10 Misconceptions About Diabetes Care

While 1 in 10 U.S. adults have diabetes, many people still have mistaken beliefs about the disease. If you understand these misconceptions about diabetes care, you will be much closer to better health and understanding what you need to do to achieve better diabetes control.

  1. Having diabetes is no big deal. Diabetes not only places you at increased risk of heart disease and stroke, but two out of three people with diabetes die from one of these conditions. Early diagnosis and appropriate management can prevent or delay long term complications.
  2. Diabetes only effects old people. Not true. The American Diabetes Association found 1.9 million new cases of diabetes in Americans over the age of 20 in 2010, and that more than 11% of people between 20–65 had a diagnosis of diabetes.
  3. Being overweight will cause diabetes. Overweight and obesity are risk factors for diabetes. However, being overweight or obese does not guarantee that you will develop diabetes as a fait accompli. Talk with your doctor about risk factors you can modify like physical inactivity, high blood pressure, or a poor diet.
  4. I will never be able to eat good food again. Restrictive diets are much less likely to succeed. You are more likely to be successful following general healthy eating guidelines that include eating more fiber, increasing vegetables, limiting soda, minimizing saturated fats, and eating more healthy fats. You do not need to go out and purchase special diabetes foods. While you will commonly hear fruit is good for you all over the press, talk to your doctor or dietician about how much and what kinds you can eat.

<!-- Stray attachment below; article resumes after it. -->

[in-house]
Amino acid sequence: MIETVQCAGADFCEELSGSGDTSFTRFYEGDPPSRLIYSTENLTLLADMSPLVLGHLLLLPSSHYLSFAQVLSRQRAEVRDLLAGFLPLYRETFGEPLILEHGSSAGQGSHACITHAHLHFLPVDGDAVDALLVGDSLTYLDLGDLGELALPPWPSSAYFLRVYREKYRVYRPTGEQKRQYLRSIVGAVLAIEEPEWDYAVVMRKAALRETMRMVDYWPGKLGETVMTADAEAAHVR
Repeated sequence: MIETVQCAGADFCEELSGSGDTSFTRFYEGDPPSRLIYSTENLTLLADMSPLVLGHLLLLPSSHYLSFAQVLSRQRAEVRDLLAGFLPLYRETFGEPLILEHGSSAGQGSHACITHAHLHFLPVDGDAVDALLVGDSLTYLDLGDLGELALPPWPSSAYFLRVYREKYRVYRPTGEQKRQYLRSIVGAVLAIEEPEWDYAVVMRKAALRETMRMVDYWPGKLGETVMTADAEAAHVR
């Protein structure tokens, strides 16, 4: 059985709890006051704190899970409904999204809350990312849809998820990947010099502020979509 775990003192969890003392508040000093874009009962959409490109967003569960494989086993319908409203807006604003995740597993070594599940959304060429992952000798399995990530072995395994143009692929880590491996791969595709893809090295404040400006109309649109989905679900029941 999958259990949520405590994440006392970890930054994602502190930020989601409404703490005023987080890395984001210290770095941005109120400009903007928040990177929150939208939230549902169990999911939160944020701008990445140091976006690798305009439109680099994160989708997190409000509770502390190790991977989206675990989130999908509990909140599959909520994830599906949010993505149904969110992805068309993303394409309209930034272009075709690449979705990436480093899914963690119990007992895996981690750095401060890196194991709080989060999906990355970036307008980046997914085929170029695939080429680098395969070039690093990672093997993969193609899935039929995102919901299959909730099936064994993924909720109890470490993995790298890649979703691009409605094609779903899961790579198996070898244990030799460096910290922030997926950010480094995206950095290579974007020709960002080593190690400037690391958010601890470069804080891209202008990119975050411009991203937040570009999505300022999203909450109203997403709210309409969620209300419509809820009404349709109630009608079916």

5. I do not think I can take insulin. Not all types 2 diabetics need insulin. Diet and exercise my be tried alone first. A fair number of people may only need this or the addition of oral medications like metformin. Many patients with type 2 diabetes go a very long time before needing insulin.
  6. I do not want to catch diabetes. Diabetes is not a contagious disease that you can catch like the flu. If your mom or dad developed diabetes then you would be at increased risk compared to others.
  7. Eating too much sugar causes diabetes. While the average American consumes nearly 152 pounds of sugar per year and would all be better off if the number were less, there is no evidence that eating sugar directly leads to diabetes.
  8. I cannot prevent diabetes. Clearly false. Some estimates indicate that as much as 80% of type 2 diabetes could be prevented by increasing physical activity levels and making other healthy lifestyle choices.
  9. Insulin means that I have failed or am not taking care of myself. Eventually after years of having type 2 diabetes, your pancreas will decrease insulin production. It is nothing you did or did not due, but insulin is required to get blood sugar levels under control. Type 2 diabetes is a progressive disease and it may progress even though you are doing the things your doctor is asking of you.
  10. Insulin is difficult to take. With the development of insulin pens, you can take an easy to read injector and dial up the correct number of units without having to worry. Additionally, with the long acting insulins available today, many type 2 diabetics only need to give themselves one shot per day.

Hopefully identifying and addressing these misconceptions about diabetes care will clear up some concerns that were preventing you from improving your health. If you know of other common misconceptions related to diabetes please let me know. I would love to hear from you.

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